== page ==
Tuesday, 29 October 2013

Like Joseph Farquharson

It will soon be Christmas. Indeed, the supermarket I walked through yesterday already had on display cakes, puddings and tins of chocolates and biscuits in preparation. (Perhaps because Christmas is more affordable when its cost is spread out over a few months.)

Over many years I have seen (and received) Christmas cards with paintings of winter scenes made by the Scottish painter Joseph Farquharson (1846-1935). His paintings of sheep - done, I understand from hides he constructed not to disturb the animals - are particularly popular and I particularly like these. The emotions they evoke are deep and have a poignancy that befits the time of year. (A collection of his paintings can be seen online at the BBC's Your Paintings site.)

Here is a photograph I took last winter that is in a similar vein to (but nowhere near as good as any of) Farquharson's sheep pictures.

Wednesday, 23 October 2013

A Long Equation

I have previously used barcodes to spell out the name of this blog. Below is an equation that does the same. I go it from the Inverse Graphing Calculator website.

Thursday, 17 October 2013

Birthday Suit

I found this in my files. I think it was from a book cover I saw in a bookshop in Oxford some years ago.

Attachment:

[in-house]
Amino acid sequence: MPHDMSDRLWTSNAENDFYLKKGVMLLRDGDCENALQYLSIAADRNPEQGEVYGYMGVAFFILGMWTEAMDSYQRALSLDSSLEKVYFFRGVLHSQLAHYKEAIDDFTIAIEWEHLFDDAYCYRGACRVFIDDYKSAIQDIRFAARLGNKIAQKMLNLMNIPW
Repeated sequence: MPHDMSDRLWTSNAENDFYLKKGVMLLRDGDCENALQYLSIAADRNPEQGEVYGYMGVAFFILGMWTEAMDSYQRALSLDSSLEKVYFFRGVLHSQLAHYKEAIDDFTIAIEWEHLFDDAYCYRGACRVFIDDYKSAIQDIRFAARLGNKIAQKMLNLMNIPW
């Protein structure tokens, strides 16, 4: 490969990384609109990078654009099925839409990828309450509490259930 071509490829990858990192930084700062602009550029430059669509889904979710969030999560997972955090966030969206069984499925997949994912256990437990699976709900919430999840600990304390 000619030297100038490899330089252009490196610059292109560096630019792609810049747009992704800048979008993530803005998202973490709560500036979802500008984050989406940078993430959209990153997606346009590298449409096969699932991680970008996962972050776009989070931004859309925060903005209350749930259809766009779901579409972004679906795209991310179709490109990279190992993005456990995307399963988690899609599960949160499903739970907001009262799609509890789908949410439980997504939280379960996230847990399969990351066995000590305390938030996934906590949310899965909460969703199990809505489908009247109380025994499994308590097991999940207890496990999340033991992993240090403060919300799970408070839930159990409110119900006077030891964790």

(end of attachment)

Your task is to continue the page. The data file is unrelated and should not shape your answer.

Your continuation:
For me, this image depicts the notion that there is somebody - or something - inside that which can be seen from the outside. Revealing who or what that is, is another matter.

Friday, 11 October 2013

Wet by Definition

Baptisms are wet by definition.

(See in Rochester Cathedral some years ago.)

The cones do not, I hasten to add, relate to concerns about 'Health and Safety' except with respect to the building work that was going on at the time when the picture was taken. However, it may only be a matter of time before somebody raises a concern about water temperature, slipping on splashes, getting chapped etc. and causes a working party to issue guidelines.

Saturday, 5 October 2013

Where I am

I recently heard what was supposed to be a Brazilian saying:

"I am always where I am."

I asked a Brazilian colleague if he had heard this saying but he hadn't. Brazil is, he reminded me, a very large country so what is said in one part may not spread to others.

The saying seems self-evident; surely one can only be where one is: How can one be anywhere else? However, is this really as simple as appears? I suspect not. Perhaps the 'I' of the mind and the 'I' of the body can go their separate ways? Or, at least, appear to.

It's something to ponder. And in pondering cause one to forget where one is!